Aerial surveys of harbour porpoises

Wageningen Marine Research is an expert in aerial surveys of harbour porpoises. These surveys are conducted to make abundance estimates of the harbour porpoise population in the Dutch North Sea. The data of these surveys are used to determine the effects of the construction of wind farms, industrial developments or other projects.

Wageningen Marine Research has experience in aerial surveys of harbour porpoises. Aerial surveys are conducted with a high-winged, double-engined airplane with bubble windows, ensuring the two observers have a good view of the area below the plane. A third person enters the collected data on marine mammal sightings and environmental conditions in real time.

Sighting left... porpoise, angle six two, cue body at surface, swimming direction one one zero, reaction no, dive no, normal swim
Hans Verdaat, observer on the left side

The plane flies at a fixed altitude of 600 ft (183 m). Surveys are conducted with a seastate of 3 Beaufort or less. Surveys are conducted using line transect distance sampling methods along pre-designed track lines allowing a representative coverage of the study area. To compensate for missed animals perpendicular distances to observed animals are measured and the so-called racetrack method is used. This means that the airplane circles back once an observation is made to determine if the animal is seen again.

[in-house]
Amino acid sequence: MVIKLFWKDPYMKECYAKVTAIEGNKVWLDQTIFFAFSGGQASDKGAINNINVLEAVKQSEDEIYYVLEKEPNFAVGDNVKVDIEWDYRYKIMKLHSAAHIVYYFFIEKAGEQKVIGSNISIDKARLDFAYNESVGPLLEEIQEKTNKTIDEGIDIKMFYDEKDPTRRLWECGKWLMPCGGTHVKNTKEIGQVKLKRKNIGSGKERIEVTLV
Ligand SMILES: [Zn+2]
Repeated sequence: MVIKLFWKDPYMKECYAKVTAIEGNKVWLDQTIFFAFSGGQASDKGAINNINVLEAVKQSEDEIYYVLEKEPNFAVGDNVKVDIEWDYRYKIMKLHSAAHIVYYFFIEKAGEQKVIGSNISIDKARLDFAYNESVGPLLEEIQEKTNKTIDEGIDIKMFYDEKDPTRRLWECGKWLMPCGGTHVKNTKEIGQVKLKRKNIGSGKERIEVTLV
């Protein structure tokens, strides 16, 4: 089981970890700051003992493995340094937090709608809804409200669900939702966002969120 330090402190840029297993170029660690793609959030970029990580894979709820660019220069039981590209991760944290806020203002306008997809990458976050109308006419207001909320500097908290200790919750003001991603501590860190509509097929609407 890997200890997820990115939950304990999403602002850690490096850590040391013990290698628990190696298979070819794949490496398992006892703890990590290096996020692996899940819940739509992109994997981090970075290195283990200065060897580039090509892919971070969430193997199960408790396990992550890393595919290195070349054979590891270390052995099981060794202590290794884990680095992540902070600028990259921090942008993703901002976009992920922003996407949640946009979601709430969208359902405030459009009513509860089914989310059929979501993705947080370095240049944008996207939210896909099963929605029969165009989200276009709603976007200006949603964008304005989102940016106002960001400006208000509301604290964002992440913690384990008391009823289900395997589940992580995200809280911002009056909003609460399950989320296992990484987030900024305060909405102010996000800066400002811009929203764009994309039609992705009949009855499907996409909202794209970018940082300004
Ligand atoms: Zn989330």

Data from aerial surveys are used for abundance estimates on the Dutch Continental Shelf, and – on a smaller scale- to assess effects of for instance offshore wind farms, construction activities in harbours or other anthropogenic activities. Compared to ship-based surveys, aerial surveys have the advantage that porpoises cannot avoid the survey vessel before they are detected. Elusive harbour porpoises are easier to detect from the air than from a ship. Finally, in the same survey time an airplane can cover larger areas than a ship.

Employees of Wageningen Marine Research are experienced in distance sampling methods, and give aerial survey training themselves. They have experience in modelling porpoise distribution. Wageningen Marine Research does the maintenance of the Dutch database with marine mammal survey data.